Black Love

3AM Eternal: Sister Rosetta Tharpe “This Train” (Date Unknown)

Sister Rosetta Tharpe was one of a kind, a powerful, potent singer who knew how to work a crowd and how to get her message across. There’s so much to say about her, so I’ll let the experts take it from here:

From Wikipedia:

Sister Rosetta Tharpe (March 20, 1915 – October 9, 1973) was an Americansinger, songwriter, guitarist and recording artist. A pioneer of twentieth-century music, Tharpe attained great popularity in the 1930s and 1940s with hergospel recordings that were a unique mixture of spiritual lyrics and rhythmic/early rock accompaniment. She became gospel music’s first crossover artist and its first great recording star, referred to later as “the original soul sister”.[3][4][5] She was an early influence on figures such as Little Richard,Johnny Cash, Elvis Presley and Jerry Lee Lewis.[6]

Willing to cross the line between sacred and secular by performing her music of “light” in the “darkness” of the nightclubs and concert halls with big bandsbehind her, Tharpe pushed spiritual music into the mainstream and helped pioneer the rise of pop–gospel beginning with her 1939 hit “This Train.”[3] Her unique music left a lasting mark on more conventional gospel artists such as Ira Tucker, Sr. of the Dixie Hummingbirds. While she offended some conservative churchgoers with her forays into the pop world, she never left gospel music.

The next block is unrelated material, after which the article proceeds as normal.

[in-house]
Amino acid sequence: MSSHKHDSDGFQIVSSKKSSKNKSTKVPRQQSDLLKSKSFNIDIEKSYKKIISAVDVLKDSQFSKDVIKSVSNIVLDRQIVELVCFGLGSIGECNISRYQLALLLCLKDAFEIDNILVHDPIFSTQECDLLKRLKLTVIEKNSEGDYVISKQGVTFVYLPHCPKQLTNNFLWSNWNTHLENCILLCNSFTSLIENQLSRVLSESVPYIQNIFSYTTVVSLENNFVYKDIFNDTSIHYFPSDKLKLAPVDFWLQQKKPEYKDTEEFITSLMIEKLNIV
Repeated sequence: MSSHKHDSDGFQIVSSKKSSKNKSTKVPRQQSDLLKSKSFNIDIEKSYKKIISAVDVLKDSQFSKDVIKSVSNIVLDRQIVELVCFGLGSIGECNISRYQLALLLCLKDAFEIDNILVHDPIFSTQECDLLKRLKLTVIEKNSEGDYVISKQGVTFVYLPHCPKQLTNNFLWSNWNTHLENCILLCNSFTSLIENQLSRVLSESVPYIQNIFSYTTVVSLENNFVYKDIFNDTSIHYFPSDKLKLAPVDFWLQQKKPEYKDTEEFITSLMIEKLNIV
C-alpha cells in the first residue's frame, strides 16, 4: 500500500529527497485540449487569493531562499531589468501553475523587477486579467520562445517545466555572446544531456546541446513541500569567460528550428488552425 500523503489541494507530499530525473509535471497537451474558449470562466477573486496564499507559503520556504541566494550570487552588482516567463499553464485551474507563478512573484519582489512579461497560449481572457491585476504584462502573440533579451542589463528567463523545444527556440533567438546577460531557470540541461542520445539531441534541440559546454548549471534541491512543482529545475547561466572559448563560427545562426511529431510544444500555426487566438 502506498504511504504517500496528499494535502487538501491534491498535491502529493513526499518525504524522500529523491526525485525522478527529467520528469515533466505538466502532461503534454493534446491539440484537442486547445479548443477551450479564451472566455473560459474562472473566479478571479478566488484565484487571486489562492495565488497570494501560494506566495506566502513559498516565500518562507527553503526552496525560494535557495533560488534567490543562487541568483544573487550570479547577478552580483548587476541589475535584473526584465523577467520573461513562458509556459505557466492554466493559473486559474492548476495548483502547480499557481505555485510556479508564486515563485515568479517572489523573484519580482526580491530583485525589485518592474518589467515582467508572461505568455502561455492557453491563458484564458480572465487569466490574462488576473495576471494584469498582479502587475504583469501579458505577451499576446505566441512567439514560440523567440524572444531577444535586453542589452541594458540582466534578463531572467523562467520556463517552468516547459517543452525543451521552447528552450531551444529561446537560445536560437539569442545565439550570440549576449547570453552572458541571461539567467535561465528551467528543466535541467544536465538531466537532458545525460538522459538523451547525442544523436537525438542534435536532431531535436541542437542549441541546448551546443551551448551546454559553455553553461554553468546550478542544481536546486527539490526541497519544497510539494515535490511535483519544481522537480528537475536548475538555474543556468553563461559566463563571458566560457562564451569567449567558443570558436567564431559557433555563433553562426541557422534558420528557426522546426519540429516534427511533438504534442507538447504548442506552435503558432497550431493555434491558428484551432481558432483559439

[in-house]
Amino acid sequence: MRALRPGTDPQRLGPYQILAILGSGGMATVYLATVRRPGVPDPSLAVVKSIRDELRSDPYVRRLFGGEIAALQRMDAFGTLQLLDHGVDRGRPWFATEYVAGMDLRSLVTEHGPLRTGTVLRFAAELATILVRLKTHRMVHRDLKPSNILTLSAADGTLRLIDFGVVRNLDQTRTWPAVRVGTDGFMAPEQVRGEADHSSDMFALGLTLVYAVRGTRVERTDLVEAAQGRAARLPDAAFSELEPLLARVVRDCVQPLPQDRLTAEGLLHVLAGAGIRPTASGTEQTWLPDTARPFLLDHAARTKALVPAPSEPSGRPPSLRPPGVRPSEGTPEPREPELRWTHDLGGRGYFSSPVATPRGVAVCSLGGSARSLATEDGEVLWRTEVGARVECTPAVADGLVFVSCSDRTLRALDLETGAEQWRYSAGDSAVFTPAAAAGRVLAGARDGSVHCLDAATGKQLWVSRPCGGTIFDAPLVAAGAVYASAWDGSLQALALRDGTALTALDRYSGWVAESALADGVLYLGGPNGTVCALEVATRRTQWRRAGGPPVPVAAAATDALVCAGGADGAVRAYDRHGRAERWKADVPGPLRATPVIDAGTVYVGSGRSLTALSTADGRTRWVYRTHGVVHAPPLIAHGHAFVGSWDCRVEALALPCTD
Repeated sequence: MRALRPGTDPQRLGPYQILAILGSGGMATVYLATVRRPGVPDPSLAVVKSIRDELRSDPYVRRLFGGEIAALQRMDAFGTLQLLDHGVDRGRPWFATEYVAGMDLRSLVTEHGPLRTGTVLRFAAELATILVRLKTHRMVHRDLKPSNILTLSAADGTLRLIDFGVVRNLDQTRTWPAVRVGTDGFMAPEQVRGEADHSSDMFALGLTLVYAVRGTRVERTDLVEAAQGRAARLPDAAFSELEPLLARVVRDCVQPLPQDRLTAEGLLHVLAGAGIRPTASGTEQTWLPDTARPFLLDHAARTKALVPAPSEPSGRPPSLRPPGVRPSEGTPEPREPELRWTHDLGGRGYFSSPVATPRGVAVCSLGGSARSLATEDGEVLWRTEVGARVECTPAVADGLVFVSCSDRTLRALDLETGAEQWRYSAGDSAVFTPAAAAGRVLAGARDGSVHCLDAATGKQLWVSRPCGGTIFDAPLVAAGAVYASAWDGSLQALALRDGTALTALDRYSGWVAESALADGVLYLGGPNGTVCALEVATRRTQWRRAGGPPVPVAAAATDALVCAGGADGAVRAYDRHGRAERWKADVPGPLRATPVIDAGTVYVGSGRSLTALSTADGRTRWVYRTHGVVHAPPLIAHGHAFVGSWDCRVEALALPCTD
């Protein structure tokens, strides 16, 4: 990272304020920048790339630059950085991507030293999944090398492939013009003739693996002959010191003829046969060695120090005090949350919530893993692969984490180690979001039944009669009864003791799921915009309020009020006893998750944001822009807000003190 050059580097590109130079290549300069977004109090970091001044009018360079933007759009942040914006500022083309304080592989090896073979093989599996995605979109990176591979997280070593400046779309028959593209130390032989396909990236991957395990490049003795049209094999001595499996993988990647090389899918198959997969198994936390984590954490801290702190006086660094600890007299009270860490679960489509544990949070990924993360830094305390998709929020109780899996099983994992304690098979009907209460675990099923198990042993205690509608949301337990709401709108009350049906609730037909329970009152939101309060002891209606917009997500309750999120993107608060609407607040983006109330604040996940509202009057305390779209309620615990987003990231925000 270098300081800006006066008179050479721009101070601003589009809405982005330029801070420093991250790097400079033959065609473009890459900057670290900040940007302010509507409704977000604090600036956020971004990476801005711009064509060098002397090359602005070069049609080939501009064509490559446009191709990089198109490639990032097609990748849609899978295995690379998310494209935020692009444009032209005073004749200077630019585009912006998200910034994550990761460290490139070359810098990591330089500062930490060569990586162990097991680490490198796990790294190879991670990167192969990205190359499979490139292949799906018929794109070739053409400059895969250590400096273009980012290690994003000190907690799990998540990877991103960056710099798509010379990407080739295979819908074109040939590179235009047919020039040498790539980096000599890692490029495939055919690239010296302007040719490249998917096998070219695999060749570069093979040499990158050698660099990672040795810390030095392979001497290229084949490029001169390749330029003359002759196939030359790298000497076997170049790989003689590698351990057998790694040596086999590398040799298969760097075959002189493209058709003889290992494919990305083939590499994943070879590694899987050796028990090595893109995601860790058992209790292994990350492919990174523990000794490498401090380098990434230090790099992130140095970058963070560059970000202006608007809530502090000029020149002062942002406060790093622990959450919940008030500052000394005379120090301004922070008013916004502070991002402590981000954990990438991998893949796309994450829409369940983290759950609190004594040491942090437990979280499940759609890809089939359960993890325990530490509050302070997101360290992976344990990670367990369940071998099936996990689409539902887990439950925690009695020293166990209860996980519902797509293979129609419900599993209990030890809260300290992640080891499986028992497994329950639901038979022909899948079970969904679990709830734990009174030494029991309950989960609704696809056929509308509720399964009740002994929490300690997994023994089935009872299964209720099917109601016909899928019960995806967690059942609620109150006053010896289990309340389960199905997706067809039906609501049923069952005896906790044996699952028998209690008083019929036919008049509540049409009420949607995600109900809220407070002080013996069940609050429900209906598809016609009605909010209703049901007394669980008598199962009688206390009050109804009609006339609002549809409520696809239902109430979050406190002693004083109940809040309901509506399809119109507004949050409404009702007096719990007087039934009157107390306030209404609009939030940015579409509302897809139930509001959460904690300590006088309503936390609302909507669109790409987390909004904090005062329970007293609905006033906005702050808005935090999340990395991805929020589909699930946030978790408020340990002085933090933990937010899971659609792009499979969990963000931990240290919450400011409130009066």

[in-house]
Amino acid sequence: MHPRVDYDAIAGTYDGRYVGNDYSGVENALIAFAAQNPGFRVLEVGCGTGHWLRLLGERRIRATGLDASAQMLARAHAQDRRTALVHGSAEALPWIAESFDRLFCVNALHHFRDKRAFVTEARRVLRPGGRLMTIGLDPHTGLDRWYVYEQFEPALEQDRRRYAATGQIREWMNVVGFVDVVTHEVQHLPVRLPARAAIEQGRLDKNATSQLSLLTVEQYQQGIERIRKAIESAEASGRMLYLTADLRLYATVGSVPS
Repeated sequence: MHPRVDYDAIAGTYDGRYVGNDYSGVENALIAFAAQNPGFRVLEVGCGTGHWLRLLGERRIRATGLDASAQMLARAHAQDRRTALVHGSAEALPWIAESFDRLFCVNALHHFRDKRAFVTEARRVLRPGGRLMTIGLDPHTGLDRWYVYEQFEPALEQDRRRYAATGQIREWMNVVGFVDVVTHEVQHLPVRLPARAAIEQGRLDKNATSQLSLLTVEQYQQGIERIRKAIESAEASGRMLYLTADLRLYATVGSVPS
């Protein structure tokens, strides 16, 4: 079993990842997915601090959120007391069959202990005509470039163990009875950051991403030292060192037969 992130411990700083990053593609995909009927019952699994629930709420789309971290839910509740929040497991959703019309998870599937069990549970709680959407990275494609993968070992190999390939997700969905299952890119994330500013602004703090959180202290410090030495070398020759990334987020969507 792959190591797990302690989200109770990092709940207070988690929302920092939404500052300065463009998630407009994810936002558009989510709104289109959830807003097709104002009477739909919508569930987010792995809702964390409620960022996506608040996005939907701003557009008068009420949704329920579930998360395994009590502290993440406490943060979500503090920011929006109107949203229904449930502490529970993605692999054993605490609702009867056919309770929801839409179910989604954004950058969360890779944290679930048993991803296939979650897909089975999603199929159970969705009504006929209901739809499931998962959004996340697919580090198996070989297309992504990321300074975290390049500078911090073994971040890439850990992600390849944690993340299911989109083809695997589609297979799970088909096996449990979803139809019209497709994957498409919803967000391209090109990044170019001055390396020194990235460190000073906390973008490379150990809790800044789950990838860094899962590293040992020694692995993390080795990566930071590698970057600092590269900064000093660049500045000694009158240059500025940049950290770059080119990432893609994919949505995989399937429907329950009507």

Tharpe’s 1944 hit “Down By The Riverside” was selected for the American Library of Congress National Recording Registry in 2004, with the citation stating that it captured her “spirited guitar playing” and “unique vocal style”, which were an influence on early rhythm and blues performers, as well asgospel, jazz, and rock artists.[7] Her 1945 hit “Strange Things Happening Every Day“, recorded in late 1944, featured Tharpe’s vocals and electric guitar, withSammy Price (piano), bass and drums. It was the first gospel record to cross over, hitting no. 2 on the Billboardrace records” chart, the term then used for what later became the R&B chart, in April 1945.[8][9] The recording has been cited as an important precursor of rock and roll.[10] Tharpe has been called the Godmother of Rock n’ Roll.[11]

Read more here: http://en.wikipedia.org/wiki/Sister_Rosetta_Tharpe

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